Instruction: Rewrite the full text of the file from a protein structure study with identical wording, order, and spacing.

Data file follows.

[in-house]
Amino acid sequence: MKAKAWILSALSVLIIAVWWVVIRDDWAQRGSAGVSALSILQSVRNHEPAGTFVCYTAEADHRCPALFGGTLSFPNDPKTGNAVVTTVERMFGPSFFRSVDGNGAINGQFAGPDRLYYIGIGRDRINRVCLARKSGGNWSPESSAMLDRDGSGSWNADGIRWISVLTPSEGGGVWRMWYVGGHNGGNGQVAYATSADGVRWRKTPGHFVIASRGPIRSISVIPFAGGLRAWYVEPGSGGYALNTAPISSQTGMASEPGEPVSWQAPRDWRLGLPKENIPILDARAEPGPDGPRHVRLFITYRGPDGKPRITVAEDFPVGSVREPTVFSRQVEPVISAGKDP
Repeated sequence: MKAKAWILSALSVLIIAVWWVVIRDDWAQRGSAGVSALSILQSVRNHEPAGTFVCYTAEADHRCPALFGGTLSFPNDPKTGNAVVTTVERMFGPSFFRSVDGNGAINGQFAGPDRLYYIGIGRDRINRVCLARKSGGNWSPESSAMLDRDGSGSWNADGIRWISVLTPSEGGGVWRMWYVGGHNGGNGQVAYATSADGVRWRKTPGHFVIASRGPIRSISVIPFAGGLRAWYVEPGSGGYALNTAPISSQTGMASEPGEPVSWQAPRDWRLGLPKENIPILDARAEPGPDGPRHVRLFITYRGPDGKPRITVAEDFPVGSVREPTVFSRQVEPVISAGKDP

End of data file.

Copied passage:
[in-house]
Amino acid sequence: MKAKAWILSALSVLIIAVWWVVIRDDWAQRGSAGVSALSILQSVRNHEPAGTFVCYTAEADHRCPALFGGTLSFPNDPKTGNAVVTTVERMFGPSFFRSVDGNGAINGQFAGPDRLYYIGIGRDRINRVCLARKSGGNWSPESSAMLDRDGSGSWNADGIRWISVLTPSEGGGVWRMWYVGGHNGGNGQVAYATSADGVRWRKTPGHFVIASRGPIRSISVIPFAGGLRAWYVEPGSGGYALNTAPISSQTGMASEPGEPVSWQAPRDWRLGLPKENIPILDARAEPGPDGPRHVRLFITYRGPDGKPRITVAEDFPVGSVREPTVFSRQVEPVISAGKDP
Repeated sequence: MKAKAWILSALSVLIIAVWWVVIRDDWAQRGSAGVSALSILQSVRNHEPAGTFVCYTAEADHRCPALFGGTLSFPNDPKTGNAVVTTVERMFGPSFFRSVDGNGAINGQFAGPDRLYYIGIGRDRINRVCLARKSGGNWSPESSAMLDRDGSGSWNADGIRWISVLTPSEGGGVWRMWYVGGHNGGNGQVAYATSADGVRWRKTPGHFVIASRGPIRSISVIPFAGGLRAWYVEPGSGGYALNTAPISSQTGMASEPGEPVSWQAPRDWRLGLPKENIPILDARAEPGPDGPRHVRLFITYRGPDGKPRITVAEDFPVGSVREPTVFSRQVEPVISAGKDP